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Antique French clock with a mercury pendulum made by Charles Hour

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Antique French clock with a mercury pendulum made by Charles Hour


A brief history on mercury pendulums

Early clocks dating as far back as the 17 and 18th centuries were accurate to around five minutes per week. Although impressive by the standards and materials used to make clocks, a higher degree of accuracy was required especially for scientific purposes and nautical exploration. Around 1720 in England, regulators started being made powered by a weighted and geared mechanism which now meant that they could be accurate to within 10 seconds per month.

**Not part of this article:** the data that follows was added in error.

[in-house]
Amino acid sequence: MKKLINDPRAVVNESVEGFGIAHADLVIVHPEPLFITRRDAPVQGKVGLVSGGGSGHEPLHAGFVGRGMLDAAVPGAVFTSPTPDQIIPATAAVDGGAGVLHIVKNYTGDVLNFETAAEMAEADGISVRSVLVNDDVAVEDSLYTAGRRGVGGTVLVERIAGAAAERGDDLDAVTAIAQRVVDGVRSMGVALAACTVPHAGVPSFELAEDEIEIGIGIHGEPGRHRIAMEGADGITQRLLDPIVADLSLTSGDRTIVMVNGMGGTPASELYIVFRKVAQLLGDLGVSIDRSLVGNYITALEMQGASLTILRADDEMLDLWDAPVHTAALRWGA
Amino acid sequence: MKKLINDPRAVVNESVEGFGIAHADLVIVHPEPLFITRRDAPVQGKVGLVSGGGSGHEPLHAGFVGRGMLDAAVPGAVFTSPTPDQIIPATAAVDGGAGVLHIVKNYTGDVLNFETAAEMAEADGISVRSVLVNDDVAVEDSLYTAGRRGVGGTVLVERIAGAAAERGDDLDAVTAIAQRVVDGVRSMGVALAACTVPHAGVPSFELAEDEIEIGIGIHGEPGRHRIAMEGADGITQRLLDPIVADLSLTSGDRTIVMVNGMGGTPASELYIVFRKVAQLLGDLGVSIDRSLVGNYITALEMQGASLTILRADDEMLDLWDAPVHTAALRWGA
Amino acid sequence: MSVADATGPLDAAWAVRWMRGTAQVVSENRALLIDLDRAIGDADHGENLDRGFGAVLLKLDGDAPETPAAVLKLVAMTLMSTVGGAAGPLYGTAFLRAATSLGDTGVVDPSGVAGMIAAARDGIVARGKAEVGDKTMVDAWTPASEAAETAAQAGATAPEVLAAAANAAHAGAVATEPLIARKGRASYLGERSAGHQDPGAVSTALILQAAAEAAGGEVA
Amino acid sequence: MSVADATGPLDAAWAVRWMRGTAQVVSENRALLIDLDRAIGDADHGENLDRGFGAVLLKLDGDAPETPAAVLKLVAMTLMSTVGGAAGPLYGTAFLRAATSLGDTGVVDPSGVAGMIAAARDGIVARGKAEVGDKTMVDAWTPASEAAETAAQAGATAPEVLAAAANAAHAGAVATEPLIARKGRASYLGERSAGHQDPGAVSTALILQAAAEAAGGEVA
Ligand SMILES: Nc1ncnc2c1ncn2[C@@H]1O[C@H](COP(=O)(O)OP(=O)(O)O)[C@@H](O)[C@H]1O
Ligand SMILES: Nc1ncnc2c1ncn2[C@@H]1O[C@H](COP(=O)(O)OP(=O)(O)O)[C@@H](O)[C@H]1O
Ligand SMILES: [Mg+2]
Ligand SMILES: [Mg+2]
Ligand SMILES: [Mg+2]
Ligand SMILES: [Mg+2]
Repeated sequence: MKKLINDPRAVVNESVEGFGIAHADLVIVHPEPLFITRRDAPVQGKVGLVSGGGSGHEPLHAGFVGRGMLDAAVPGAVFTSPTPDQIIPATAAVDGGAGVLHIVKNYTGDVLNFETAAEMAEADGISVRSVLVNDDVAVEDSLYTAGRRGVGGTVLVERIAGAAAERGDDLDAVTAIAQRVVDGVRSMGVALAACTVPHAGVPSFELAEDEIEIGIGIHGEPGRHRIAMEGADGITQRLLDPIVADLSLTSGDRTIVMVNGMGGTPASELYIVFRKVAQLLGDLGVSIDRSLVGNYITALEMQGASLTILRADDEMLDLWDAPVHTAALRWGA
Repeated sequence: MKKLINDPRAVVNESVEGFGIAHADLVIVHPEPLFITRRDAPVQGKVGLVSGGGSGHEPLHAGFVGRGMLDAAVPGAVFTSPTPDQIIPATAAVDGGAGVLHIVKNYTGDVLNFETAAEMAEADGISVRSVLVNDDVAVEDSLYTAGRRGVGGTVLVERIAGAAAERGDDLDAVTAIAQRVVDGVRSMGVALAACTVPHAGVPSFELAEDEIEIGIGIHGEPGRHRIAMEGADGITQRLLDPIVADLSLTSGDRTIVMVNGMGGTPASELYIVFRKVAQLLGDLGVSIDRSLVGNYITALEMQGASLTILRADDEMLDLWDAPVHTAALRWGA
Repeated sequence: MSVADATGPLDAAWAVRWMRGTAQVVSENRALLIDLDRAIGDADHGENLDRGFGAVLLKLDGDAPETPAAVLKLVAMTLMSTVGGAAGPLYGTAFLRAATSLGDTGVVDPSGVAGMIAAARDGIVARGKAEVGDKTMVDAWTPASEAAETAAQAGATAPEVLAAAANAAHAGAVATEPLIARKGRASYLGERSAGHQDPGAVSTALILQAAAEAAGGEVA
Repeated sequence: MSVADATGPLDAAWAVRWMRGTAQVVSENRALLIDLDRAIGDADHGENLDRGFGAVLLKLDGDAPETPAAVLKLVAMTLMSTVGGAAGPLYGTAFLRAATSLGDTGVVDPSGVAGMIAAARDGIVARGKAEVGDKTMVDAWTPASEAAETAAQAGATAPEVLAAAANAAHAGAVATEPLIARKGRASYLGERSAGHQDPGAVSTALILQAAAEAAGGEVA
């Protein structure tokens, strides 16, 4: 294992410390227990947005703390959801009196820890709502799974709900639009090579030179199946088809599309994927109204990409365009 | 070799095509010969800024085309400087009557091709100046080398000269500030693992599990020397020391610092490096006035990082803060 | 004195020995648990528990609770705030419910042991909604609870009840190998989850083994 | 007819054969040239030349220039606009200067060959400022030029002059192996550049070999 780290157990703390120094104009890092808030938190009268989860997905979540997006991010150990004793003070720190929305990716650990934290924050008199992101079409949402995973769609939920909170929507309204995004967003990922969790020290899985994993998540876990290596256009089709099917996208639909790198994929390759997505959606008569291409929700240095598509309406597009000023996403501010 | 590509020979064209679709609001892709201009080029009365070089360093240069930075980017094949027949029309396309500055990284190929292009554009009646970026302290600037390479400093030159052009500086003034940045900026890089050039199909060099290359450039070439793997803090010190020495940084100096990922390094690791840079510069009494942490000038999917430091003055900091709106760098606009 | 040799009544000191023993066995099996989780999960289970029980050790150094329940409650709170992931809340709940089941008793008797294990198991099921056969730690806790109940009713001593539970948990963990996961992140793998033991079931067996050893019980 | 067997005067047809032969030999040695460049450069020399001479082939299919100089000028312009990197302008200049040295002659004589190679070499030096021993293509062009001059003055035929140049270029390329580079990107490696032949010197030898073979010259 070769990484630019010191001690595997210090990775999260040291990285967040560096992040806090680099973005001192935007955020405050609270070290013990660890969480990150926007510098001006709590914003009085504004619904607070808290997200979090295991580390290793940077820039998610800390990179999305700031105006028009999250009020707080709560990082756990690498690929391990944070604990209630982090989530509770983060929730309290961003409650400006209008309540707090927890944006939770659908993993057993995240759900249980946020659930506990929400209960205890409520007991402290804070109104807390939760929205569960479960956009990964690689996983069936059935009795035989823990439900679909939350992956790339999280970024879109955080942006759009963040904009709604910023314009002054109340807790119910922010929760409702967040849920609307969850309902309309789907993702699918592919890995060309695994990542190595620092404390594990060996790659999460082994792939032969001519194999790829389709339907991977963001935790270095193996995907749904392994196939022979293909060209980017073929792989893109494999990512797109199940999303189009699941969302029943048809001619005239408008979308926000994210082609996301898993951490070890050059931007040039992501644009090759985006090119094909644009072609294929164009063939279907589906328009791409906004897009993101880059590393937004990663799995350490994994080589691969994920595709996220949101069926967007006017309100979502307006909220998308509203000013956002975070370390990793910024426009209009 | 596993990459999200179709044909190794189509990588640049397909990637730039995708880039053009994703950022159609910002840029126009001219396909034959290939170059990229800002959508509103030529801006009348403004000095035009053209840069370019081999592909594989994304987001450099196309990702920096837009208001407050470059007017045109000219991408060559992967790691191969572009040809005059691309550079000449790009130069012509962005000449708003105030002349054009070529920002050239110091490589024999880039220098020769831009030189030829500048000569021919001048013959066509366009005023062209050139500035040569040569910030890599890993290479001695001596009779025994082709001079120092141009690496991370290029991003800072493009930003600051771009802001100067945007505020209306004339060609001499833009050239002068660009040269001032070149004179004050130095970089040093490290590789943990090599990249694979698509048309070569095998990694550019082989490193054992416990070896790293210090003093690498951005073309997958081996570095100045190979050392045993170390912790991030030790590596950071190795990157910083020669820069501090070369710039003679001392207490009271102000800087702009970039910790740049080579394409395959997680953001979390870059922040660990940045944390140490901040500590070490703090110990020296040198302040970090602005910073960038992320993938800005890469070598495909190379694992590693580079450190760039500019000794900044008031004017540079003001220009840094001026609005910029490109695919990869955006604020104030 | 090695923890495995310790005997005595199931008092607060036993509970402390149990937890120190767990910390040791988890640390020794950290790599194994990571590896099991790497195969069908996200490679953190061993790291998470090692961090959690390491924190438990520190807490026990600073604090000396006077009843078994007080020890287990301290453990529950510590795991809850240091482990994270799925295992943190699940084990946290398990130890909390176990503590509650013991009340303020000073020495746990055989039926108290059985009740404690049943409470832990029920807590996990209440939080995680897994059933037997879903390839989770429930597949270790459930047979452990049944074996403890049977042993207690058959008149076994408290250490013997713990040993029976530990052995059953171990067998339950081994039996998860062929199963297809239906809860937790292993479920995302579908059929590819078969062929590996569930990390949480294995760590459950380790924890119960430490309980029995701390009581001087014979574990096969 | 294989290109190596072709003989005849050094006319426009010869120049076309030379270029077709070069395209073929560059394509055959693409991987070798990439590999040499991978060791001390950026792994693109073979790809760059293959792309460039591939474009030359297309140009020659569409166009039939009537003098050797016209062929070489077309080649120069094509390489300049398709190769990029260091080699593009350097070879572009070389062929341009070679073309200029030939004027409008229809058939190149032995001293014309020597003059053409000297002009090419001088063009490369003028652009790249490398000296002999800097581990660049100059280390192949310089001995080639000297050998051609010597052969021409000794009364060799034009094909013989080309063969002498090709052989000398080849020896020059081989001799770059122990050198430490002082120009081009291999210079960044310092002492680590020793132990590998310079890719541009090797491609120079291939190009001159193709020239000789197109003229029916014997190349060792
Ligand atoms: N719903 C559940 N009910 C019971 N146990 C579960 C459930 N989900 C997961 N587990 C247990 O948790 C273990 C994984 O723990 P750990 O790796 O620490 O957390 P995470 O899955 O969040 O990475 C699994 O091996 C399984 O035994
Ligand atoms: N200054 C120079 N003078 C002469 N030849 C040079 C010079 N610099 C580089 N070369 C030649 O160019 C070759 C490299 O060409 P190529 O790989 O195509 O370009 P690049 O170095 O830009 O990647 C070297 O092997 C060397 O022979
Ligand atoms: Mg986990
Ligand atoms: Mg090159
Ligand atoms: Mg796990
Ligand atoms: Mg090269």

Many of the early regulator clocks were fitted with mercury pendulums that were made to compensate for temperature variations that could alter the accuracy of the clock. Put simply, as metal gets warm it expand and can actually lengthen the length of the pendulum, causing the clock to run slower. However, using a mercury pendulum compensates this as the mercury – which is sealed safely in the vial – has nowhere to expand but up.


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